The Benefits of Group Music Classes for Children

Dec 6, 2023

For as long as there have been human communities, we have relied on each other for learning and growth. Just remember your own childhood; almost all of your learning was likely done in small groups or with other children. The classroom is, of course, the most obvious example of this phenomenon, but there is also the sports field, the theatre group, dance studio, and more. And, of course, group music classes!

Learning as a part of a group comes naturally to us, especially children. That’s because it’s more fun, more engaging, and offers the chance to build relationships and develop all-important social skills.

So, this week, we’ll take a look at a few of the key benefit children can gain from group music lessons!

Why Kids Should Take Group Music Lessons

The Fun!

Learning anything, especially something like music, is just more fun with a group – especially for kids! The ability to learn and interact with kids their own age with the same interests and goals can only serve to push their own musical interests even further. This benefit of group music classes is in sharp contrast to one-on-one lessons, where learning can be less relaxed. In fact, in private lessons, all the focus is on the single student, which can create a lot of pressure to be perfect. For some kids, this can sap all the enjoyment out of the process.

Music is Meant to Be a Group Activity

There’s no other way to say it: music is a group activity! Music is meant to be performed by and for groups of people. Even when it comes to solo artists, they depend on back-up singers, performers, and the audience. Even the most famous composers you can think of, including the likes of Mozart, Bach, and Beethoven, wrote most of their music for ensembles, not just pianists.

Playing and performing with a group is what music is all about, so why not get started at an early age with group music classes?

Lessens the Pressure

For some kids, the intensity and dynamic of one-on-one music lessons can be too much pressure. The desire to show their instructor that what they’ve accomplished, or how they’re improving can be overwhelming. This can create anxiety and unforced mistakes. That’s not always conducive for learning.

On the other hand, in group music classes, all that pressure is released and dispersed among the entire class. The sound of many instruments playing all at once.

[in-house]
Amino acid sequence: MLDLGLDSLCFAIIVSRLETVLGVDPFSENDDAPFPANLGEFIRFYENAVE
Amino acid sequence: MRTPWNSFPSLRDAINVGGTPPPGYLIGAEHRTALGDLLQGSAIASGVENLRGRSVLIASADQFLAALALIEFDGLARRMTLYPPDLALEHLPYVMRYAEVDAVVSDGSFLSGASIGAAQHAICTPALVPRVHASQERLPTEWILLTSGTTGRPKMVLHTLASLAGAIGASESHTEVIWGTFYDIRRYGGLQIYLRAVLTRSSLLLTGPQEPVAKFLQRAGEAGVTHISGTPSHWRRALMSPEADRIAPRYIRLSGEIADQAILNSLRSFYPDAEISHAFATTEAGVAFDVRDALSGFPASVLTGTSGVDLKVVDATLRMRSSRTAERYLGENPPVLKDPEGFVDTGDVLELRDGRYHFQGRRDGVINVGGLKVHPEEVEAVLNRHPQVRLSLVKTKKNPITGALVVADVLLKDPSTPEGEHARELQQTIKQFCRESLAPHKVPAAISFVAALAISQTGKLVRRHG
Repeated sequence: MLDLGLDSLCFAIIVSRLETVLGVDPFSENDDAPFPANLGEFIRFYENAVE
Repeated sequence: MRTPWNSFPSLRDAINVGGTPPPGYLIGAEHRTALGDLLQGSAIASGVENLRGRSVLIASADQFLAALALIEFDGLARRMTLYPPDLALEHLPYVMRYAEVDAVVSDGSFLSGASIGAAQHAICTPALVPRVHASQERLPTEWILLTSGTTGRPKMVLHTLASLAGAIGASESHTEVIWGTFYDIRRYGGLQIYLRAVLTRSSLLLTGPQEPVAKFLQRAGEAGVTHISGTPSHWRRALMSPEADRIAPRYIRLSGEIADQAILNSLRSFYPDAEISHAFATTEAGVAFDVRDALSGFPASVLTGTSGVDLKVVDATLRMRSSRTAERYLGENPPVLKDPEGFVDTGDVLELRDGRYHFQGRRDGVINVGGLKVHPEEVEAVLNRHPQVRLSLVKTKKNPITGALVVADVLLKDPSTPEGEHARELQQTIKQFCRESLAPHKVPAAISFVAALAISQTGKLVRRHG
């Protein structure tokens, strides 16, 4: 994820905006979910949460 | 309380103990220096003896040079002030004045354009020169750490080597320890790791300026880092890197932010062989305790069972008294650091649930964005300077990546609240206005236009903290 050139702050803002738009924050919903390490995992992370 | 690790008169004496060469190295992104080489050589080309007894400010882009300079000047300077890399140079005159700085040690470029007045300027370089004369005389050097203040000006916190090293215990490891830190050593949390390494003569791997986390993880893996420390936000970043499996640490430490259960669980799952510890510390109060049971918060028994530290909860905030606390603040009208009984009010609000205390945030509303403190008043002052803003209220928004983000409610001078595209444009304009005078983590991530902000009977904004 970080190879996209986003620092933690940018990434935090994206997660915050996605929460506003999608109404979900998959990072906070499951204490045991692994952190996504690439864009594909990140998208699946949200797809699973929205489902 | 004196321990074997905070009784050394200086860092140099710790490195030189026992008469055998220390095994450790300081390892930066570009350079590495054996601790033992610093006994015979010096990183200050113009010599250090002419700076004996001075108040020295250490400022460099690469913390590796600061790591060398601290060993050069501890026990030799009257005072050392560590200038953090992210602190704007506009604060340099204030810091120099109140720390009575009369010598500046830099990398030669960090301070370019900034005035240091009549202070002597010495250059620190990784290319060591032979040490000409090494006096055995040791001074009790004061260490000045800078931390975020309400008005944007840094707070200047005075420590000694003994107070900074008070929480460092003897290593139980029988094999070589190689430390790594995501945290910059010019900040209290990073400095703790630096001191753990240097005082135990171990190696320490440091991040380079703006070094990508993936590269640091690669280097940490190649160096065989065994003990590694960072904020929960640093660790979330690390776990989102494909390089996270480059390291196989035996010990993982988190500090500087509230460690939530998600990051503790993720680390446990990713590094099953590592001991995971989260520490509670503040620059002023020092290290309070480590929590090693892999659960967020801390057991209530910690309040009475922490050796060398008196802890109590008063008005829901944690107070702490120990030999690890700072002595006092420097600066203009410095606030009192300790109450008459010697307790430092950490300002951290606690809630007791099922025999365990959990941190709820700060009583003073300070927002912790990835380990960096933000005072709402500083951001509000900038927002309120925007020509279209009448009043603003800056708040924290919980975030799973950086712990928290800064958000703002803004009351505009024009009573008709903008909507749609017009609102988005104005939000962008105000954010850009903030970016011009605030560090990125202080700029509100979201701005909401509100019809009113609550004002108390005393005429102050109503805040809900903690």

They’ll Actually Learn More

When kids participate in group music lessons, it’s actually easier for them to retain information. That’s due to the fact that the key lessons are reinforced multiple times during each class. They get to hear it from the instructor, as well as from each of their peers’ instruments too.

What’s more, there’s a larger opportunity for the instructor to use different teaching styles with a group. For instance, many games and activities simply work better with multiple people, and can give students a more well-rounded experience. Learning music, after all, isn’t just about reading music and pressing the right keys; it takes rhythm, body control, improvisation, and more – all of which are more easily learned in a group setting.

More Motivation

One of the possible shortcomings of one-on-one lessons is a lack of motivation. If the teacher can’t sufficiently motivate a student to practice and improve on their own, there isn’t much more to be done.

But when it comes to group music classes, students support and motivate one another! Just like on a sports team, students try to keep up with one another. There is a healthy sense of competition and drive, and students are more motivated to put in the time, grow, improve, and show their peers what they can do.

Social Skill Development

Finally, and possibly most importantly, group music classes help kids develop valuable social skills. Social skills like working together towards a goal, meeting individual responsibilities, getting along with others, and many more become foundational skills that pay off later in life. By putting your kids in these kinds of social situations early, it could lead to benefits down the line like:

  • Building new friendships through collaboration.
  • Improved communication skills, especially when working towards a common goal.
  • Presenting or speaking to an audience, either as part of a group or solo.

Final Thoughts on Group Music Classes

There are many benefits from playing music in a group. Unfortunately, a lot of people seem to have this idea that they or their children will progress faster in an individual setting. And while for some people that may be the case, music is usually best when shared, and playing with a group adds in all the ingredients needed for full and complete training built on a solid foundation of technique, as well as these social benefits. In fact, many students will actually progress just as fast, or even faster, in group classes. In the end, if you’ve decided to stick with just individual lessons, you might be missing out on something amazing!

Check out all our group classes and ensembles and sign up today!